as if only “demure” and “teasingly different” women are beautiful. Smith believes Victoria’s Secret’s ads display, “a woman is struggling to get or hold onto a man to give her meaning in life,” which is generally true (59). Women want a man to love them, and when they see the attention Victoria’s Secret models are getting from men, they believe they can “sell” their bodies as well. Smith uses a very concerning and upsetting tone when she proclaims that a women’s self-image is determined by a male perception of female beauty (59). She does this in order to effect women’s emotions, making them believe Victoria’s Secret is wrong. Women should believe they are beautiful and have self-confidence in themselves. Women should not be living up to a man’s standards.

Smith uses qualifying sources to convince her readers that Victoria’s Secret drives women to reach perfection only up to a man’s approval. Smith revealed an article written by Renne Redd which stated, “women’s self-esteem is built upon how attractive they are towards men because of Victoria’s Secret’s mass-marketing of creating the standards of the female attraction (Redd 59). Victoria’s Secret does entirely affect women’s feelings about their bodies because women want the same attention Victoria’s Secret models are receiving from men. Redd continues explaining that, “the models are not the anorexic type that women tend to idealize. The image of the curvaceous woman is therefore healthier, but the underlying effect is that women are sensing this is what men want” (Redd 60). Most women are curvy but the only problem is women do not see themselves as sexy. Victoria’s Secret makes women believe if they are not a Victoria’s Secret model then they are not sexy. Smith reveals, Victoria’s Secret’s goal is to enhance the shape of a woman by remodeling their bodies through Victoria’s Secret’s sales quotes, “a body for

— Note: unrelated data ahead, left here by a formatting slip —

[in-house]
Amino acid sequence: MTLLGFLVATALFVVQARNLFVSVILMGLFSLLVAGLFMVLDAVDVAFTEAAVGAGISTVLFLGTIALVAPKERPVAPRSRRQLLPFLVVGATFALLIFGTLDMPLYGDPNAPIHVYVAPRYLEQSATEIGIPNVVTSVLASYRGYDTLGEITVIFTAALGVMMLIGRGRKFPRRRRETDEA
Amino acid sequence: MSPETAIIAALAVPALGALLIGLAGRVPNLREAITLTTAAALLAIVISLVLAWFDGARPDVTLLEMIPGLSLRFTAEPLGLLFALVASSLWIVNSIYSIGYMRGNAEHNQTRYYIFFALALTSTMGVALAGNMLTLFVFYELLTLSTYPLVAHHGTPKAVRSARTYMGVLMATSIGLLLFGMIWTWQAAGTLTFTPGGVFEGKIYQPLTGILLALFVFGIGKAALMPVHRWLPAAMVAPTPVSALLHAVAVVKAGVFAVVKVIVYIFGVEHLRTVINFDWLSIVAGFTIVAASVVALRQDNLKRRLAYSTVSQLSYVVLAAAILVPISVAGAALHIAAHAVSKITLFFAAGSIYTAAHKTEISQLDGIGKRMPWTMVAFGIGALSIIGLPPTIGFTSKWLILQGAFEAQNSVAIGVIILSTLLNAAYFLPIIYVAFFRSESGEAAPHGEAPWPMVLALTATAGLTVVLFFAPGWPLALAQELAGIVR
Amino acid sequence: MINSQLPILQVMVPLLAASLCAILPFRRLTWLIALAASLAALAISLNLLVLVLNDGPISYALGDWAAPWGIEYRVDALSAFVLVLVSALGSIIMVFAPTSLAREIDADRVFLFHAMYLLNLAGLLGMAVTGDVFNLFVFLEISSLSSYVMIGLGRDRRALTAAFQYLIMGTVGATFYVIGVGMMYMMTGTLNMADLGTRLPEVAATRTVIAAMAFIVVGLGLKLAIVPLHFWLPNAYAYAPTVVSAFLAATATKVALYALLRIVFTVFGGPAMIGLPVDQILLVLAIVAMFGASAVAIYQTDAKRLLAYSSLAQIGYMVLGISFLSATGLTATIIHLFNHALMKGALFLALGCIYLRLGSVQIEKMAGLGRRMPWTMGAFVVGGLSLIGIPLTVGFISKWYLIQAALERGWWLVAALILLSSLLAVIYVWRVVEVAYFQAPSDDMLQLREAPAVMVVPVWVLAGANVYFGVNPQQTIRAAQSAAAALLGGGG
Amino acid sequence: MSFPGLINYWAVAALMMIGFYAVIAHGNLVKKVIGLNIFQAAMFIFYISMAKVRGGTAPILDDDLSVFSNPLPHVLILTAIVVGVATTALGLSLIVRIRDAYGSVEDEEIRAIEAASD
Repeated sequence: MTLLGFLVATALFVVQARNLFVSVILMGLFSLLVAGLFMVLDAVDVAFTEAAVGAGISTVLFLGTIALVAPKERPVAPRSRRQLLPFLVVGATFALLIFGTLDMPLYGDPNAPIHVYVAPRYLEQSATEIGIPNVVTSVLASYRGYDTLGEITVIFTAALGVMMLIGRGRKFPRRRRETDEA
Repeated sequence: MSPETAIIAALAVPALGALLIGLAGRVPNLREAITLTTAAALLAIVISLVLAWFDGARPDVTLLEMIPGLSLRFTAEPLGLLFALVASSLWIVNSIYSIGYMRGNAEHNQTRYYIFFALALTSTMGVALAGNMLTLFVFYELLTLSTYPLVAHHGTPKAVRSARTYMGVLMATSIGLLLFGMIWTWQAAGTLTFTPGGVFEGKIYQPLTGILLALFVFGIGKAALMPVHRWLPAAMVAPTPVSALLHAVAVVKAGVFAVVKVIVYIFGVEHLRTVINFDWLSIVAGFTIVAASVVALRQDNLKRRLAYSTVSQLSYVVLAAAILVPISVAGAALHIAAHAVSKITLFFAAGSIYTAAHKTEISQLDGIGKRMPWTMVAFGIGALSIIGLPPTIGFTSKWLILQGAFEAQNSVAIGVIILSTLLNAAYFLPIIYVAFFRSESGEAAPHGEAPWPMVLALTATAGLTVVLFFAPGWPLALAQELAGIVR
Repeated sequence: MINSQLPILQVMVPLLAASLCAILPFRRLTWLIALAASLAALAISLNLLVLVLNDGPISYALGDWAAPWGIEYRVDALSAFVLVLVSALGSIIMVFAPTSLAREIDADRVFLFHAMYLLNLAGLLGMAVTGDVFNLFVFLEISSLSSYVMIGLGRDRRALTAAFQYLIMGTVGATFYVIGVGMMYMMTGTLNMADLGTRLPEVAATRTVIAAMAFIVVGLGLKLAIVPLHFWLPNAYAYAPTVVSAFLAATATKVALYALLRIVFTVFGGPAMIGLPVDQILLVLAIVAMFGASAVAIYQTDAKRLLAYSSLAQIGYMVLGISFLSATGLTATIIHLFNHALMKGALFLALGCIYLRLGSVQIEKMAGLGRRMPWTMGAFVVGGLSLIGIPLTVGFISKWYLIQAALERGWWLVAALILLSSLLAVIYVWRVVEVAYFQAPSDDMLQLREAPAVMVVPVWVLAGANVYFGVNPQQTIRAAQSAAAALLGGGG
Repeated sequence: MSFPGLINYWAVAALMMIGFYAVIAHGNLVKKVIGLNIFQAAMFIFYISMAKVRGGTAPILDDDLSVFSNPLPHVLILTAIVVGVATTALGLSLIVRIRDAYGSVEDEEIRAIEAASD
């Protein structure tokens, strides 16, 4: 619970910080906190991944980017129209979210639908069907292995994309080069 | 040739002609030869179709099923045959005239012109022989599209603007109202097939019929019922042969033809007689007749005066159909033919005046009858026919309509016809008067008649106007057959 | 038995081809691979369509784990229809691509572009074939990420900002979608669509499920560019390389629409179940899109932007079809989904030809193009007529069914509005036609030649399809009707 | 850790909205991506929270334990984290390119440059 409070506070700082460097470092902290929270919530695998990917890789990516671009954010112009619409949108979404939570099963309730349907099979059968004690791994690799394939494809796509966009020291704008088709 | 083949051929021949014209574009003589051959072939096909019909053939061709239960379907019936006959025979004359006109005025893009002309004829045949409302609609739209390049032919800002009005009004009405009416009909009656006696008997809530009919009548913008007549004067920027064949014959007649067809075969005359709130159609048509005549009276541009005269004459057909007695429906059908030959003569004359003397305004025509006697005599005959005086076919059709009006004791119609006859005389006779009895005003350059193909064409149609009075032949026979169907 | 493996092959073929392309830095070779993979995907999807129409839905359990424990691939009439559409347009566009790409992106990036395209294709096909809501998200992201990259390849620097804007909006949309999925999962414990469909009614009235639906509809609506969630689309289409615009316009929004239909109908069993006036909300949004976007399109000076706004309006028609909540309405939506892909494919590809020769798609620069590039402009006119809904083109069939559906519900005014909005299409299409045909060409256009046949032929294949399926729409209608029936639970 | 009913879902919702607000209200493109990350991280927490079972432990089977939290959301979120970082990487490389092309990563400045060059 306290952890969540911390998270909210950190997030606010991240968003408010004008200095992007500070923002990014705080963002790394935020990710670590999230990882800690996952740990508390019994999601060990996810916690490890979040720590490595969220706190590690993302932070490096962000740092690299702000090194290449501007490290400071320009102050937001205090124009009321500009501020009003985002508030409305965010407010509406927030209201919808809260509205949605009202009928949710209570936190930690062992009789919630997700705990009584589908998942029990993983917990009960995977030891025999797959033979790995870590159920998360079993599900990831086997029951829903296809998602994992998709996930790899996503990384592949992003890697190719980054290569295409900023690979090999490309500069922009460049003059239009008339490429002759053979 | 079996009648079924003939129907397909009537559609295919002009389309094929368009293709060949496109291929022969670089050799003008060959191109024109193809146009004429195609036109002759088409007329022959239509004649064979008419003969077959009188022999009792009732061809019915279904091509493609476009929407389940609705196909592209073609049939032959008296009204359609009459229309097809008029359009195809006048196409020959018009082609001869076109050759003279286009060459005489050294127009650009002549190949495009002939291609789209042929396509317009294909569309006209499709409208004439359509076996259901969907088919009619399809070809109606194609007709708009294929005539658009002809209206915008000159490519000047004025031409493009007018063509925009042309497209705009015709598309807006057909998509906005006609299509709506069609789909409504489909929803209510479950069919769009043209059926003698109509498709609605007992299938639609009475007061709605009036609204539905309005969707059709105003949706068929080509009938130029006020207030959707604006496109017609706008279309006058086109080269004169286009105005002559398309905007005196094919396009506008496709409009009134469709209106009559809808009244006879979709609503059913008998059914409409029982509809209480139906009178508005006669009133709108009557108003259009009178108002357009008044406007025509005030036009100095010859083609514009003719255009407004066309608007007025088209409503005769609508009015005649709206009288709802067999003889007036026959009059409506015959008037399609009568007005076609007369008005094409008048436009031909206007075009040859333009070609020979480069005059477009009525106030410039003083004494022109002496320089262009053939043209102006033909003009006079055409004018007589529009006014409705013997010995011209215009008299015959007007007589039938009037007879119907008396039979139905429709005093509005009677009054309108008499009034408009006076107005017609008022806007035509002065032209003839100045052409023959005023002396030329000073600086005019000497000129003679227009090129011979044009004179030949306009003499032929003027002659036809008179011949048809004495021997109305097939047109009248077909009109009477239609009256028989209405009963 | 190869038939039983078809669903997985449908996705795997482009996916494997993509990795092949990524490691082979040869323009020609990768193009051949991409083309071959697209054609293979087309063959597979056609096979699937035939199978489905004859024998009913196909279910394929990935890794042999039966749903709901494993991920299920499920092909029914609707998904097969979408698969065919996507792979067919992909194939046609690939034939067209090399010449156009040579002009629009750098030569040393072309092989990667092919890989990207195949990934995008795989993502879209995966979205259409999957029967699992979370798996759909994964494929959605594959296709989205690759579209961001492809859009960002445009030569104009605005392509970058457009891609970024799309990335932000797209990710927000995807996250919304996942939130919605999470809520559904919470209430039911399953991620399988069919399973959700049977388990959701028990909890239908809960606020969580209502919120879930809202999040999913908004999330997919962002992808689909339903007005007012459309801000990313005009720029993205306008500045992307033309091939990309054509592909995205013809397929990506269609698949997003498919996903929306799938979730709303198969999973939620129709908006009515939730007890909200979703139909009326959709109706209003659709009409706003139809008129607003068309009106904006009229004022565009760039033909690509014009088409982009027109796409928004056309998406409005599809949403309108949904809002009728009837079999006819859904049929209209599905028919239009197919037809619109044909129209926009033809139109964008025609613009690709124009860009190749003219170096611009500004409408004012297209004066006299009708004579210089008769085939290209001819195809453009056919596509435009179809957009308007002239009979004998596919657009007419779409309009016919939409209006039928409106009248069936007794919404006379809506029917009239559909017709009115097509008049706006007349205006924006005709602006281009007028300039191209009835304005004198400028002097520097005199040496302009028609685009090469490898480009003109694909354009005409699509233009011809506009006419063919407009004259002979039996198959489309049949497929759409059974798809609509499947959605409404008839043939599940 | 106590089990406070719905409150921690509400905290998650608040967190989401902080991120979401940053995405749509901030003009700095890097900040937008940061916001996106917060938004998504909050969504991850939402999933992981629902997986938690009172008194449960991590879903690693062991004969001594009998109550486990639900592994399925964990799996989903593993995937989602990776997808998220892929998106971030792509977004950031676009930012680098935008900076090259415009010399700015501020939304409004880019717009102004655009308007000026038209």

your body” and “second skin” (Smith 60). Victoria’s Secret is confident enough to change a women’s body into something “naturally” sexy, which determines women to believe they are not beautiful as they are. Smith uses a sample of magazines and web sites driven towards men’s obsession towards Victoria’s Secret models, which makes women’s self-esteem crash. A sample from an anonymous article posted in <formen.ign.com> states, “Tyra Banks just simple rules the planet…[H]er body could melt my hypothalamus gland in two seconds flat…[H]er majestic breasts is a rival to any other set I’ve ever seen” (Anonymous male 61). Men like this are a prime example of how Victoria’s Secret has damaged the view of beauty and self respect for a woman. Women’s self esteem downfalls because they feel as if they need a “Miracle” bra to enhance their curves for a man’s approval. Through the use of many sources, Smith proved Victoria’s Secret has damaged a man’s views on a women’s beauty, and a woman’s self esteem. Women should feel confident enough to love their own bodies for what they have, not what they can change and remodel.

Overall, Smith was very effective towards making women believe Victoria’s Secret has made women enhance their bodies for men’s approval through her own knowledge, reaching women’s emotions, and credibility. Smith has used her own knowledge of Victoria’s Secret’s message on women to help persuade and strongly acknowledge the damage Victoria’s Secret has done towards a woman’s image. Smith triggers women’s emotions through using a very upsetting tone because Victoria’s Secret’s message is very destructive towards a women’s self esteems and a man’s perception of women. The author uses many sources from Redd’s article and men’s websites that supported her argument behind Victoria’s Secret’s message. Smith did a great job expressing her opinion towards Victoria’s Secret, which helps women and the society become aware of Victoria’s Secret’s detrimental views of the perception of beauty.

Smith, Marie D. “Decoding Victoria’s Secret: The Market of Sexual Beauty and Ambivalence.” Discovering Popular Culture. By Anna Tomasino. New York: Pearson Longman, 2007. 56-63. Print.